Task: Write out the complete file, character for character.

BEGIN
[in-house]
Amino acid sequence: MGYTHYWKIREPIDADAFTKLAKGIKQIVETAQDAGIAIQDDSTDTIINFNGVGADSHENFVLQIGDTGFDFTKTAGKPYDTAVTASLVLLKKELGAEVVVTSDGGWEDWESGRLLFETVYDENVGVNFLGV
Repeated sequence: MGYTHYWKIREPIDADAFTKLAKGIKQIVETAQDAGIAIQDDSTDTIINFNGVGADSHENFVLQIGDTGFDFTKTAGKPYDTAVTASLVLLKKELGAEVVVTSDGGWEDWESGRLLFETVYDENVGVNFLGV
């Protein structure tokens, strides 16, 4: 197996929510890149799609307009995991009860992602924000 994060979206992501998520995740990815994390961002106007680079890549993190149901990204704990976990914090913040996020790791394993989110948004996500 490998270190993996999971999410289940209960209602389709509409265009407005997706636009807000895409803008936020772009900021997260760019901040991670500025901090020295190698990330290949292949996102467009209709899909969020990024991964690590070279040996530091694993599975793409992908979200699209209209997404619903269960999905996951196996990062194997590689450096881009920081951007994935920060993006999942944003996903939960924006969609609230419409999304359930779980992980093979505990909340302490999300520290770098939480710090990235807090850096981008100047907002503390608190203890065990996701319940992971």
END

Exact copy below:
[in-house]
Amino acid sequence: MGYTHYWKIREPIDADAFTKLAKGIKQIVETAQDAGIAIQDDSTDTIINFNGVGADSHENFVLQIGDTGFDFTKTAGKPYDTAVTASLVLLKKELGAEVVVTSDGGWEDWESGRLLFETVYDENVGVNFLGV
Repeated sequence: MGYTHYWKIREPIDADAFTKLAKGIKQIVETAQDAGIAIQDDSTDTIINFNGVGADSHENFVLQIGDTGFDFTKTAGKPYDTAVTASLVLLKKELGAEVVVTSDGGWEDWESGRLLFETVYDENVGVNFLGV
């Protein structure tokens, strides 16, 4: 197996929510890149799609307009995991009860992602924000 994060979206992501998520995740990815994390961002106007680079890549993190149901990204704990976990914090913040996020790791394993989110948004996500 490998270190993996999971999410289940209960209602389709509409265009407005997706636009807000895409803008936020772009900021997260760019901040991670500025901090020295190698990330290949292949996102467009209709899909969020990024991964690590070279040996530091694993599975793409992908979200699209209209997404619903269960999905996951196996990062194997590689450096881009920081951007994935920060993006999942944003996903939960924006969609609230419409999304359930779980992980093979505990909340302490999300520290770098939480710090990235807090850096981008100047907002503390608190203890065990996701319940992971």